New moon is today, and there is a solar annular eclipse visible in parts of Australia and the South Pacific.

Crux the Southern Cross has colorful bright stars and clearly resembles what it is supposed to represent.

It is so beautiful that it appears on a number of national flags, including those of Australia, New Zealand and Brazil.

Unfortunately, Crux is too far south to be seen in the continental United States except from the Florida Keys and the southern tip of Texas where it is just visible above the southern horizon.

When I first moved to Tucson in 1975, I heard an anecdote that the top star in the Southern Cross Crux is sometimes visible just above the southern horizon from Kitt Peak National Observatory.

It is indeed true the most northern star in the Southern Cross, Gacrux, is visible from Southern Arizona. Gacrux is a very bright red star, and I have seen it from Sonoita as it rose about a degree above the horizon. It is best seen in binoculars but is visible to the unaided eye if you have a very flat horizon free of clouds, haze and light pollution.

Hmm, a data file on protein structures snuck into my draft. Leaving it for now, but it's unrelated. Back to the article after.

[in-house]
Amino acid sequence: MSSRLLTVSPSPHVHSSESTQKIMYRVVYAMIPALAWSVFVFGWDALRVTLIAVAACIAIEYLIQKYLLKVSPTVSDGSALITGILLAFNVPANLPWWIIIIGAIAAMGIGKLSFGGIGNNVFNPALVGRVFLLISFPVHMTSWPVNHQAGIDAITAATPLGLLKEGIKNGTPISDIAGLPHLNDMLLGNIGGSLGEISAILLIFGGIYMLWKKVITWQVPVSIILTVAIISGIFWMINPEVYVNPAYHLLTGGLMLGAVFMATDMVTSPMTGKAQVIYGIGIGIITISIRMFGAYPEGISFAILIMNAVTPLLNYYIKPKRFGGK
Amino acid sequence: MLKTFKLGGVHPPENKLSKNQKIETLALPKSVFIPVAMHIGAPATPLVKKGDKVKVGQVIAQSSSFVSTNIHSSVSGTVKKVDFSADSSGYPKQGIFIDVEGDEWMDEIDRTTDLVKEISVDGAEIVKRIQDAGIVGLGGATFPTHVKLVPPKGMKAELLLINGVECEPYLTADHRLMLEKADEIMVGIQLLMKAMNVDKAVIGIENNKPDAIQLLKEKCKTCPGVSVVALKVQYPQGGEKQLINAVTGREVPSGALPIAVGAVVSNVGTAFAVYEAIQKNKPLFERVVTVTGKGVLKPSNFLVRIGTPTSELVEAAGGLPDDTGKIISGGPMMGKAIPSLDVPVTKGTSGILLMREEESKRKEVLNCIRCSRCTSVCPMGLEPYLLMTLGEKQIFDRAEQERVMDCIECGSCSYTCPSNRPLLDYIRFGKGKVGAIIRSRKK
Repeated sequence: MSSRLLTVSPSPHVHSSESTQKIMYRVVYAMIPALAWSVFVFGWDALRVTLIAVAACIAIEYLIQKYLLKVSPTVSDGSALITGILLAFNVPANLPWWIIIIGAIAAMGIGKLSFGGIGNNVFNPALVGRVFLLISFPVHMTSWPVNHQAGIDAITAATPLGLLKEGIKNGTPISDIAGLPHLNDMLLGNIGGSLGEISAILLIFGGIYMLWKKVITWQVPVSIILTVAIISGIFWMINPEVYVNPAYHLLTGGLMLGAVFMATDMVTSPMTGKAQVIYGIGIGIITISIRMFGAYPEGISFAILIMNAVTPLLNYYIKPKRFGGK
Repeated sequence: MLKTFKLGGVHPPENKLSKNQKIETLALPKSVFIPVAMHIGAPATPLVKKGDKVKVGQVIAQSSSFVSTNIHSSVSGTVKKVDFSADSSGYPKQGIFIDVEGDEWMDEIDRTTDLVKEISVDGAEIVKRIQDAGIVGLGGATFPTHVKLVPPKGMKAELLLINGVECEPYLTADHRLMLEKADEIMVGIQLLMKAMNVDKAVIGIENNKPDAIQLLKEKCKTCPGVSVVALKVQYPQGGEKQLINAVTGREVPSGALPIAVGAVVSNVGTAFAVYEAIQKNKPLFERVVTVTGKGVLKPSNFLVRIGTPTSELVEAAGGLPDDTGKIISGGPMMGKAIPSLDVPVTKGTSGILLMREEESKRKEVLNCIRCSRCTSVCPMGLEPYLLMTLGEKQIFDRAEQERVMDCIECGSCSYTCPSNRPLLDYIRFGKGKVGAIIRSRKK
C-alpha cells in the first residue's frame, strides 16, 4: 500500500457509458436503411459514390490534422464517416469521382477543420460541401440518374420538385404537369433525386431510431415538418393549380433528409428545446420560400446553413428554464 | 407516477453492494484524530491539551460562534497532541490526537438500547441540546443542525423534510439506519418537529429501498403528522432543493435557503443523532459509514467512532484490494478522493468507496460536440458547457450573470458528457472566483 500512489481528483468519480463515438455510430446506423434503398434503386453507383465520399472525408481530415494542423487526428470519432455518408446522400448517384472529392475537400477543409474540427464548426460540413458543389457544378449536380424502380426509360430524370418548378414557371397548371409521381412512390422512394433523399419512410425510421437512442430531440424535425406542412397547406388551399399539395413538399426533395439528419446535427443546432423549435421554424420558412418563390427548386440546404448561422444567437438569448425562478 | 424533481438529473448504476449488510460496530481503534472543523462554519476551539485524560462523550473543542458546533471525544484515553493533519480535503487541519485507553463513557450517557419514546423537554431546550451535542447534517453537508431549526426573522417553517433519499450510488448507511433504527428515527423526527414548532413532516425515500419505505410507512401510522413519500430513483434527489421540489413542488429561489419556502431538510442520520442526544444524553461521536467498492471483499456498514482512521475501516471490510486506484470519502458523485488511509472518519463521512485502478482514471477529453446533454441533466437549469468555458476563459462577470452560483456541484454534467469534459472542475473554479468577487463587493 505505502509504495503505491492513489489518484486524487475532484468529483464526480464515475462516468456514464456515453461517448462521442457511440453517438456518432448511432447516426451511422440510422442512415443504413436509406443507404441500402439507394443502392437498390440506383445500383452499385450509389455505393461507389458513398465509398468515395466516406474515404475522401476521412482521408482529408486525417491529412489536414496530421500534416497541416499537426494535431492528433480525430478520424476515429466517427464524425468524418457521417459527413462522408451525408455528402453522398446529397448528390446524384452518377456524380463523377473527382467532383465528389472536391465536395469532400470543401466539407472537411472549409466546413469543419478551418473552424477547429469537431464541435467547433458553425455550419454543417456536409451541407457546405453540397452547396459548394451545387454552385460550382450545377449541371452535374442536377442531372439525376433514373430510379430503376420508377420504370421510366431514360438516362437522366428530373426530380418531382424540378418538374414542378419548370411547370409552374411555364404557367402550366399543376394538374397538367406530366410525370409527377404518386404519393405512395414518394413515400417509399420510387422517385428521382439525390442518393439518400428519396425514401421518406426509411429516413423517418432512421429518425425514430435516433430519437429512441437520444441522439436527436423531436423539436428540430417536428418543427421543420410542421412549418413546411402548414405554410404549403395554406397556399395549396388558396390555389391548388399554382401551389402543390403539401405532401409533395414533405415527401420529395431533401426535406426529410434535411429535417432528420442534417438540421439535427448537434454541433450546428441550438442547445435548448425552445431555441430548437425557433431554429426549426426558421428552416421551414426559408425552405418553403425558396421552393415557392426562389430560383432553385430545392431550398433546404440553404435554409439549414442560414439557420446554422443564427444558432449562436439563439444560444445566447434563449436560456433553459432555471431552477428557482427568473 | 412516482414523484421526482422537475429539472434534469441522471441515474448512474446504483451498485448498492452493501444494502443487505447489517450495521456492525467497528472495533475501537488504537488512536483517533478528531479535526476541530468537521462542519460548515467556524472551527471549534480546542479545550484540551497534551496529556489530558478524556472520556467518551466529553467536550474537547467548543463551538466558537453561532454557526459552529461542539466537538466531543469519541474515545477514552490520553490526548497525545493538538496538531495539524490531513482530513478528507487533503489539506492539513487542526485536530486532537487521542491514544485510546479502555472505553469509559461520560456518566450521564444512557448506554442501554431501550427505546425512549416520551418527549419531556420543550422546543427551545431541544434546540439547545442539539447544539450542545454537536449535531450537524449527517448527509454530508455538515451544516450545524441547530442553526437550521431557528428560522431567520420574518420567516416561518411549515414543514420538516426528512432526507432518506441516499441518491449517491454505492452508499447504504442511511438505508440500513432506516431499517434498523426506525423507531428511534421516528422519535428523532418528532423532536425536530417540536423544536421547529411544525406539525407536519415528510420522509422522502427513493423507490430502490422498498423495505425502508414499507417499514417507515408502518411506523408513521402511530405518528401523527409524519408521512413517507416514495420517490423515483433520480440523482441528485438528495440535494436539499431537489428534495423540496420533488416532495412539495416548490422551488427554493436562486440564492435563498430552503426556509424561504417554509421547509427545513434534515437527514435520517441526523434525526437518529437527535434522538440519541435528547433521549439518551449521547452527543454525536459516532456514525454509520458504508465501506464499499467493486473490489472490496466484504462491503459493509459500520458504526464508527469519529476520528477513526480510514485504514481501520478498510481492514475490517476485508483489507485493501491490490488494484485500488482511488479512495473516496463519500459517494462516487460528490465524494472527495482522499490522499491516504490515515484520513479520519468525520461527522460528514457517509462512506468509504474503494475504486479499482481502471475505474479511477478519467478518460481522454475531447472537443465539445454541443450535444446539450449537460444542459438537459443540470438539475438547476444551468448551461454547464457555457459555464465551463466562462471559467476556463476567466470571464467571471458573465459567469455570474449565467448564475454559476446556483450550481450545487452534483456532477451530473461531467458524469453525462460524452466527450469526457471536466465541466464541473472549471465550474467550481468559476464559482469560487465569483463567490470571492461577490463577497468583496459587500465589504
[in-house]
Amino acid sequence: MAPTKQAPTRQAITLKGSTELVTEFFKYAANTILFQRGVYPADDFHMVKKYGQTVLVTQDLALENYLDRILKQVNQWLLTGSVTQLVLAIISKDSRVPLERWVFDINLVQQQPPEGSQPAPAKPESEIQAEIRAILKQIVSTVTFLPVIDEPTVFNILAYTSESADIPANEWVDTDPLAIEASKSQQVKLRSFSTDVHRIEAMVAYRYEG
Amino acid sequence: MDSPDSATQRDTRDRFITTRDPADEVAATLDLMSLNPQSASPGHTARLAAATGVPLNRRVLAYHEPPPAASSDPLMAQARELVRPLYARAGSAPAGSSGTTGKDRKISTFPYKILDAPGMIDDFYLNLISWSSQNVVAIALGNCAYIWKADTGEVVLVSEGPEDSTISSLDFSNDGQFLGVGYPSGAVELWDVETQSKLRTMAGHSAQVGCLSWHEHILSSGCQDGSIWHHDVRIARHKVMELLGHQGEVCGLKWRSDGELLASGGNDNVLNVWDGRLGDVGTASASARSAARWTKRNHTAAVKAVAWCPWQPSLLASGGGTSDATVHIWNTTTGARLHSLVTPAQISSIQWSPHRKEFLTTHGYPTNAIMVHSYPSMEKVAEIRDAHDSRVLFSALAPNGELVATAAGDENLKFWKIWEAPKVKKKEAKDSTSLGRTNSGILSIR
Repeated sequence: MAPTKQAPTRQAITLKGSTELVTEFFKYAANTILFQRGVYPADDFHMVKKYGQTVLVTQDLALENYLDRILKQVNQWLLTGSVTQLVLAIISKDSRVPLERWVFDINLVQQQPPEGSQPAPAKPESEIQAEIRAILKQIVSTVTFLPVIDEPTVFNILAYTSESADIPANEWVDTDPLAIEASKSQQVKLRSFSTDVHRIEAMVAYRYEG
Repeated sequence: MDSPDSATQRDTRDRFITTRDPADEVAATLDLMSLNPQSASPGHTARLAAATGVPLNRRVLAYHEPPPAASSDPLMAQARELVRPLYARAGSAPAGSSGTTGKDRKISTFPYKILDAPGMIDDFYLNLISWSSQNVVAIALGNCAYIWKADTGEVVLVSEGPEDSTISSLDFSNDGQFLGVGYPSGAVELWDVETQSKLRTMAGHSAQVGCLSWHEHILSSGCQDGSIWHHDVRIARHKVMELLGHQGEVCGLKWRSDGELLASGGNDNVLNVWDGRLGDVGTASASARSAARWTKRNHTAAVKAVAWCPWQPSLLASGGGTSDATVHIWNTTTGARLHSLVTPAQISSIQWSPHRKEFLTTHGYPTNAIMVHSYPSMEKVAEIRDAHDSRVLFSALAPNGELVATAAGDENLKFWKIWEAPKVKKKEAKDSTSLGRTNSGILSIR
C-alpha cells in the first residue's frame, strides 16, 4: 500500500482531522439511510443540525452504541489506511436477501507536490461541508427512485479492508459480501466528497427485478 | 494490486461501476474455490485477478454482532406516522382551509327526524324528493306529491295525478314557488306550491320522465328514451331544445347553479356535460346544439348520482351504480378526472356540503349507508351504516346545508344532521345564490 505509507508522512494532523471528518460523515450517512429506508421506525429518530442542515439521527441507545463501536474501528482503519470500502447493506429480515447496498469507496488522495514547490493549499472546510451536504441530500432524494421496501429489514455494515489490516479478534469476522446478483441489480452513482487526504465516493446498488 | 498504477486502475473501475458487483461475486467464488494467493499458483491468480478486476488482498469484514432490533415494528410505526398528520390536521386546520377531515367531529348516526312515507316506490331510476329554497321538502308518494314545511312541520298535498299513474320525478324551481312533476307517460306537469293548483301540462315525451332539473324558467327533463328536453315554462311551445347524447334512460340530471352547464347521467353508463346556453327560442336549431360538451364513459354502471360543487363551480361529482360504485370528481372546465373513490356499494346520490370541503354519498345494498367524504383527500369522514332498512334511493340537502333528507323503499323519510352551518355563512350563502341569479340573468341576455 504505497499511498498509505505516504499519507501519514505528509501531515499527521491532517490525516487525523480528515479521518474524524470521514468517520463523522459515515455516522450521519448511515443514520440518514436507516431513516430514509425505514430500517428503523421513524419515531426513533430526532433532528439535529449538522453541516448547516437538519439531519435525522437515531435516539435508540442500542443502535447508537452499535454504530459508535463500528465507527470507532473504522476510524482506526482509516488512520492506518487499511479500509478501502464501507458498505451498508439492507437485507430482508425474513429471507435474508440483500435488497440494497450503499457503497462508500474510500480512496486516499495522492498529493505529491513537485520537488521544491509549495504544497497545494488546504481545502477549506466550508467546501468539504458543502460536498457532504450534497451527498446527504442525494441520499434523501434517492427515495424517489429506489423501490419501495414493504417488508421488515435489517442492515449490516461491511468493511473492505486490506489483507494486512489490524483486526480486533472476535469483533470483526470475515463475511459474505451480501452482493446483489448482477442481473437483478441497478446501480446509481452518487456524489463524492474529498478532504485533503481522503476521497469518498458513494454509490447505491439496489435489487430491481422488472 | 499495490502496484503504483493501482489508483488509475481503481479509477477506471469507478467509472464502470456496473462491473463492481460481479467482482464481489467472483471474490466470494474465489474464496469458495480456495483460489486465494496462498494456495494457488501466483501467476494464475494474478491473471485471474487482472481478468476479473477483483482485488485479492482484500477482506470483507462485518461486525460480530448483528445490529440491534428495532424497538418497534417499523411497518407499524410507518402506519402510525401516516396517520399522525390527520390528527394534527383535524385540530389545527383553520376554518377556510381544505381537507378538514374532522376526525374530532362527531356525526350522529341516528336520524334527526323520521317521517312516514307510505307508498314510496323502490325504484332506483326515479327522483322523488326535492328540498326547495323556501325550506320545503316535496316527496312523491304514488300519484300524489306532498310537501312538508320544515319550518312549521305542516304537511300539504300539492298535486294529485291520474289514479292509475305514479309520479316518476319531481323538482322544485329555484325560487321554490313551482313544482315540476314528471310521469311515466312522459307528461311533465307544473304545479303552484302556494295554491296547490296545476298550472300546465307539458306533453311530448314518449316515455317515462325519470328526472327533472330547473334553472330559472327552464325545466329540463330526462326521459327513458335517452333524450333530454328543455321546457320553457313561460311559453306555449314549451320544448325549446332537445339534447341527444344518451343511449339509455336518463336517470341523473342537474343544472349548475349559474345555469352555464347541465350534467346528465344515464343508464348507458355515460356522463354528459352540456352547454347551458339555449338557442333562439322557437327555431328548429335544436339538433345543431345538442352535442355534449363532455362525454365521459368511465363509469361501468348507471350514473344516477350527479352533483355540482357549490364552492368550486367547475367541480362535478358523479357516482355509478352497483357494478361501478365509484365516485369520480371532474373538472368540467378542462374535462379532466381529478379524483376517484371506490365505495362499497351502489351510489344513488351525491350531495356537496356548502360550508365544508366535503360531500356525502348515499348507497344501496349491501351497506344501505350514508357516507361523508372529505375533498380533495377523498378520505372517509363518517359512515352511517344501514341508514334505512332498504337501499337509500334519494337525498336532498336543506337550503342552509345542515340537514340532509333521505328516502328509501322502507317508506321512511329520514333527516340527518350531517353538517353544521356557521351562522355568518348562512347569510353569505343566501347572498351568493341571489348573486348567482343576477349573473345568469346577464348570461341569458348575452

If you are up for a real challenge, give Gacrux a try in the next day or so while the moon is not very bright.

In theory Gacrux gets high enough to be seen from Tucson, but the city lights will make it very difficult to see. I recommend you go south of Tucson as far as possible, have a perfectly flat southern horizon, and a dark sky.

Tonight, from Tucson Gacrux is predicted to rise at 8:35 p.m., transit (reach its highest altitude above the horizon) at 9:43 p.m., and set at 10:50 p.m.

If you miss Gacrux, do not fret. It's tough. Instead enjoy the small constellation of Corvus the Crow 35 degrees above Gacrux.

Contact Tim Hunter at